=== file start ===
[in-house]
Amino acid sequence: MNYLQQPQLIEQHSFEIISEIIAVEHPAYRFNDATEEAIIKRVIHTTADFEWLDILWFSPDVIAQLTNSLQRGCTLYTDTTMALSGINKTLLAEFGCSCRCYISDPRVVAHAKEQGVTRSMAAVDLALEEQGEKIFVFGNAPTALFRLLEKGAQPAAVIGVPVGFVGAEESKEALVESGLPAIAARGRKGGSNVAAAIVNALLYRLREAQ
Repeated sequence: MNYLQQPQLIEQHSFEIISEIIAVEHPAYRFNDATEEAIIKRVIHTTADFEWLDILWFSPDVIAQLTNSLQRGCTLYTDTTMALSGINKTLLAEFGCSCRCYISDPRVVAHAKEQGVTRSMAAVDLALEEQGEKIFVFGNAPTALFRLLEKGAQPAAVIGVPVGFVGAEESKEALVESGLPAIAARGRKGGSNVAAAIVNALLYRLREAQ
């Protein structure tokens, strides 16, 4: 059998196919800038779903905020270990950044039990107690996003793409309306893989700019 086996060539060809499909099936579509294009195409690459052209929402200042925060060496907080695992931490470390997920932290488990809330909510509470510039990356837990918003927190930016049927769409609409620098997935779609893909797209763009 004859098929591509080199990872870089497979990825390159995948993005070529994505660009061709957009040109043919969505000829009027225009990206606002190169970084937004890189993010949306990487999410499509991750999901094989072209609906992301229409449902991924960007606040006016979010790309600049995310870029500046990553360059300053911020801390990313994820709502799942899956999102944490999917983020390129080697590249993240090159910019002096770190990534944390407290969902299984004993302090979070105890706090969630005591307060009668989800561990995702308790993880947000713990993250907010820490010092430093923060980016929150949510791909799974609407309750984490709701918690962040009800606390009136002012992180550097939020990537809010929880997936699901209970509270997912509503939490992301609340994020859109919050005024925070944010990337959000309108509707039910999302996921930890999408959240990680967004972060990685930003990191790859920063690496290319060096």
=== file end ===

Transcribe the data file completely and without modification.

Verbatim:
[in-house]
Amino acid sequence: MNYLQQPQLIEQHSFEIISEIIAVEHPAYRFNDATEEAIIKRVIHTTADFEWLDILWFSPDVIAQLTNSLQRGCTLYTDTTMALSGINKTLLAEFGCSCRCYISDPRVVAHAKEQGVTRSMAAVDLALEEQGEKIFVFGNAPTALFRLLEKGAQPAAVIGVPVGFVGAEESKEALVESGLPAIAARGRKGGSNVAAAIVNALLYRLREAQ
Repeated sequence: MNYLQQPQLIEQHSFEIISEIIAVEHPAYRFNDATEEAIIKRVIHTTADFEWLDILWFSPDVIAQLTNSLQRGCTLYTDTTMALSGINKTLLAEFGCSCRCYISDPRVVAHAKEQGVTRSMAAVDLALEEQGEKIFVFGNAPTALFRLLEKGAQPAAVIGVPVGFVGAEESKEALVESGLPAIAARGRKGGSNVAAAIVNALLYRLREAQ
């Protein structure tokens, strides 16, 4: 059998196919800038779903905020270990950044039990107690996003793409309306893989700019 086996060539060809499909099936579509294009195409690459052209929402200042925060060496907080695992931490470390997920932290488990809330909510509470510039990356837990918003927190930016049927769409609409620098997935779609893909797209763009 004859098929591509080199990872870089497979990825390159995948993005070529994505660009061709957009040109043919969505000829009027225009990206606002190169970084937004890189993010949306990487999410499509991750999901094989072209609906992301229409449902991924960007606040006016979010790309600049995310870029500046990553360059300053911020801390990313994820709502799942899956999102944490999917983020390129080697590249993240090159910019002096770190990534944390407290969902299984004993302090979070105890706090969630005591307060009668989800561990995702308790993880947000713990993250907010820490010092430093923060980016929150949510791909799974609407309750984490709701918690962040009800606390009136002012992180550097939020990537809010929880997936699901209970509270997912509503939490992301609340994020859109919050005024925070944010990337959000309108509707039910999302996921930890999408959240990680967004972060990685930003990191790859920063690496290319060096």